CRUMPLED CONCRETE: A bridge in one of the worst-hit areas in Pengzhou city, Sichuan Province, collapses like a deck of cards after the strong quake
The China Earthquake Administration (CEA) formally announced on May 18 that it had revised the magnitude of the earthquake that struck southwest China's Sichuan Province on May 12 from 7.8 to 8.0 on the Richter scale. It based the upgrade on additional statistics provided by monitoring stations at home and references from overseas seismological observatories.
It is the second revision of the CEA on the magnitude of the Sichuan earthquake. The bureau first reported the magnitude as 7.6 shortly after the quake hit Wenchuan County, the epicenter, on May 12, which was upgraded shortly after to 7.8.
"It is very common to revise the magnitude of a major earthquake," Xiu Jigang, Deputy Director of CEA, told Xinhua News Agency.
According to Xiu, to report the magnitude of an earthquake as quickly as possible to let the public know the necessary information in time, seismological institutes will often release a measurement of the magnitude based on data from a limited number of measuring stations first. This will be followed by more recent data and the participation of additional observation stations, making the measurement of the magnitude more accurate.
"So, the magnitude revision of the May 12 earthquake in Sichuan, which is a strong quake, is carried out gradually and is a common practice," said Xiu.
Other countries also measured the Sichuan earthquake. Scientists from the United States first put the magnitude of the tremor at 7.8 and then revised it to 7.9, while their counterparts in Europe revised it from 7.5 to 7.9, and Russia set it at 8.0.
"The revision of the magnitude of the May 12 earthquake to 8.0 is well-founded," said Chen Yong, one of academicians of the Chinese Academy of Sciences, in an article on csi.ac.cn, a Beijing-based website on seismological information.
He said that according to his research on the statistics of the Sichuan quake released by an authoritative German earthquake observation station, he found that the swing of seismic waves of the Sichuan quake was higher than that of the 7.6-magnitude earthquake in north China's Tangshan City, Hebei Province, in 1976, which claimed more than 200,000 lives. "This is proof that the Sichuan earthquake this year is stronger than the tremor in Tangshan," he said.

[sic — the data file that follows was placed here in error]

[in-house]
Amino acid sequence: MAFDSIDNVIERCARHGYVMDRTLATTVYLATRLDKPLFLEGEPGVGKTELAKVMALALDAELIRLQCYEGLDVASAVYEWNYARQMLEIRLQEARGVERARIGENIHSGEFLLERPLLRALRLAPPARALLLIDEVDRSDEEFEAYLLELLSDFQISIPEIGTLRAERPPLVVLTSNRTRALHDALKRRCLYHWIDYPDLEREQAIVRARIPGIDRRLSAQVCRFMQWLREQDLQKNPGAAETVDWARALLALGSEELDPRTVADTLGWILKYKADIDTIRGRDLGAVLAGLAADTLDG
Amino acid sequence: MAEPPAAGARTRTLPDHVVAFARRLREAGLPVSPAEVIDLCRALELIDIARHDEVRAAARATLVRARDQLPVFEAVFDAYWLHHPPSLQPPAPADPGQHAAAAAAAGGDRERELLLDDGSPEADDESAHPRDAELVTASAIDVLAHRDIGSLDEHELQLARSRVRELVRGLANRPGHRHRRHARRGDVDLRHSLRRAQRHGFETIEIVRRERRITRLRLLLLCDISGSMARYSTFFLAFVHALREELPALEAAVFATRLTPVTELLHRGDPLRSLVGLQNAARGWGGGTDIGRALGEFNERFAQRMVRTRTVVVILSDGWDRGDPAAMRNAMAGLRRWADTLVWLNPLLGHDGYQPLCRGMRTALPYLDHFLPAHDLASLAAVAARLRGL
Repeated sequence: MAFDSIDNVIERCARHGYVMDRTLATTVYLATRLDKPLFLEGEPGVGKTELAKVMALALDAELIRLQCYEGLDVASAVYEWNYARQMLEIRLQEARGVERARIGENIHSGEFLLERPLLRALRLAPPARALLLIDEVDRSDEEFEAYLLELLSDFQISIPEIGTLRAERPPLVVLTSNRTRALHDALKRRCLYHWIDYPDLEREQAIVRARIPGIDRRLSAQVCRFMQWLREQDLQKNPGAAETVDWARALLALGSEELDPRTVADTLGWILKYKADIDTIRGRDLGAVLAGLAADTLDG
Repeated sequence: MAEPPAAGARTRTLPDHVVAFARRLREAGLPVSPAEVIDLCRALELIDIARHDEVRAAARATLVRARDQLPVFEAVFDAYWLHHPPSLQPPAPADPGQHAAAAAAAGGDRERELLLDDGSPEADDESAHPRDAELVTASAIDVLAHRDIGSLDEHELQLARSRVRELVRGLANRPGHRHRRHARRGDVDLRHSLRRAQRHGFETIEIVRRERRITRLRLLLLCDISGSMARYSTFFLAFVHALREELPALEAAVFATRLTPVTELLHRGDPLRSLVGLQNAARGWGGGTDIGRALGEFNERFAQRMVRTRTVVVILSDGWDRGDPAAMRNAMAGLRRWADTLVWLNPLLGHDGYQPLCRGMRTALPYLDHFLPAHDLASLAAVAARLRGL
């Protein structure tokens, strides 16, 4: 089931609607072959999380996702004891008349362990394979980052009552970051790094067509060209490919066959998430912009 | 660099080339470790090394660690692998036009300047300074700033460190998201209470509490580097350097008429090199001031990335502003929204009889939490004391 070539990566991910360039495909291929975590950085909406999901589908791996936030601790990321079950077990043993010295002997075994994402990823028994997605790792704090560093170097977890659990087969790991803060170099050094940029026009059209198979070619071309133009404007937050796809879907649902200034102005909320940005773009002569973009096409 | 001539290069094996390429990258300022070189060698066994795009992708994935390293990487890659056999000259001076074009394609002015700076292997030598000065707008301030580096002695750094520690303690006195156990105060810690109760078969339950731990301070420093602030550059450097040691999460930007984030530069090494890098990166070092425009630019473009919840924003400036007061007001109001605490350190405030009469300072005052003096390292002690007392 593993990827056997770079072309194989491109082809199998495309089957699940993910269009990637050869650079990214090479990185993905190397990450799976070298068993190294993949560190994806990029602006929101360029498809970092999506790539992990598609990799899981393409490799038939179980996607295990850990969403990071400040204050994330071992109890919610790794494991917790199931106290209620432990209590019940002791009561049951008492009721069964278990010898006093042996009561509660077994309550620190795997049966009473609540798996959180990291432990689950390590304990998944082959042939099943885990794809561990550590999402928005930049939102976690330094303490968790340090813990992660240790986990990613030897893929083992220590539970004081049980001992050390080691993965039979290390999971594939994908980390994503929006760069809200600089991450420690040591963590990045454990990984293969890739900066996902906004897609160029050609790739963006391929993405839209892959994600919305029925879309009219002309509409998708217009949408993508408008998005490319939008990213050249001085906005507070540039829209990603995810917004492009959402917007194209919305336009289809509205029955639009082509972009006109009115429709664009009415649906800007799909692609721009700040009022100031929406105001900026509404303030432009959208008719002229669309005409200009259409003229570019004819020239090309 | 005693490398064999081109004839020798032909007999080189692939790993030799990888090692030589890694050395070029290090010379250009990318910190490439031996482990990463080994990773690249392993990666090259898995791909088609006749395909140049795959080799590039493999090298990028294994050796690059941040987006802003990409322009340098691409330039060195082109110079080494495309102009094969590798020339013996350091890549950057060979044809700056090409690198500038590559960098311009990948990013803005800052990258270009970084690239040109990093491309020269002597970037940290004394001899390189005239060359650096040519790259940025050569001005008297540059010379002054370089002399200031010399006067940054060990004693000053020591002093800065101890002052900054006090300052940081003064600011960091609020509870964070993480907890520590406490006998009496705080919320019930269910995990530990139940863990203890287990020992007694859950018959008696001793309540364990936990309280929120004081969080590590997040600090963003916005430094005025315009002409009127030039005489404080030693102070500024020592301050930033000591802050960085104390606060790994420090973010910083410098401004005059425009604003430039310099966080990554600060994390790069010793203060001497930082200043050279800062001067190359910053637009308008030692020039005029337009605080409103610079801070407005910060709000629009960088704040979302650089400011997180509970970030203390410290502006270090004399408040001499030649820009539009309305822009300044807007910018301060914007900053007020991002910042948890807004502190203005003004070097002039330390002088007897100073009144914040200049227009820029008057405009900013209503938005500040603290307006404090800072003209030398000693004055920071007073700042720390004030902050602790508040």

Previously, Chinese scientists had said that the intensity of the Sichuan quake was bigger than the Tangshan quake in 1976. They explained that because the quake in Tangshan occurred at night when most people were asleep and the epicenter was in a city, victims then were more vulnerable than in the Sichuan quake, which happened during working hours and hit a mountain area.
Chinese geologists said that the quake in Sichuan caused serious damage to buildings, bridges and other public facilities in an area of more than 100,000 square km.
Shocked and saddened by the devastating earthquake, some netizens in China said on the Internet that the CEA should have predicted the quake in advance. A photo allegedly taken in southwest China's Chongqing Municipality, east of Sichuan Province, is posted on the Internet, showing thousands of frogs crossing a road. Many netizens claimed that it might be evidence of an impending disaster.
But seismologists soon cleared the query and concern among the public. Zhang Guomin, a research fellow with the Institute of Earthquake Science under the CEA, said on May 14 that earthquake forecasts should be based on scientific analysis and no seismological authorities in any country could accurately predict earthquakes today.
Three factors combined to make earthquake forecasting one of the most difficult tasks around the globe, according to Zhang Xiaodong, Deputy Director of the China Earthquake Networks Center. He made the remark at a press conference organized by the State Council Information Office on May 13.
These factors include the constant difficulty of predicting what is happening underground by making observations on the surface about the complicated process of earthquake formation; additional dynamics, such as geographical conditions, historical time factors and the magnitude of earthquakes; and the low statistical probability of earthquake occurrences. Together these make earthquakes harder to predict, although they occur around the world every year and some are very strong.